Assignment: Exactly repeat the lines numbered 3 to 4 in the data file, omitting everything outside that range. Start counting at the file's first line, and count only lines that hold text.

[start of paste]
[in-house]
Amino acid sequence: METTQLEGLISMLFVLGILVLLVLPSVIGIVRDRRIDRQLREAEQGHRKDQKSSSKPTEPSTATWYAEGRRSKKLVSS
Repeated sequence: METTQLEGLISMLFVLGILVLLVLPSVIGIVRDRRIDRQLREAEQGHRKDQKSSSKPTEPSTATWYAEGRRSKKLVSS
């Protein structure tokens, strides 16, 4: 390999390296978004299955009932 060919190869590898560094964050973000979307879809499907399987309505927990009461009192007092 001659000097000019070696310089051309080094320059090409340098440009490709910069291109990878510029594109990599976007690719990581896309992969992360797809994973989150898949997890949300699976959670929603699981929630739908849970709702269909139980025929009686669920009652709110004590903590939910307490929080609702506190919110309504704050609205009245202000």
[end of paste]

Repeated sequence: METTQLEGLISMLFVLGILVLLVLPSVIGIVRDRRIDRQLREAEQGHRKDQKSSSKPTEPSTATWYAEGRRSKKLVSS
């Protein structure tokens, strides 16, 4: 390999390296978004299955009932 060919190869590898560094964050973000979307879809499907399987309505927990009461009192007092 001659000097000019070696310089051309080094320059090409340098440009490709910069291109990878510029594109990599976007690719990581896309992969992360797809994973989150898949997890949300699976959670929603699981929630739908849970709702269909139980025929009686669920009652709110004590903590939910307490929080609702506190919110309504704050609205009245202000």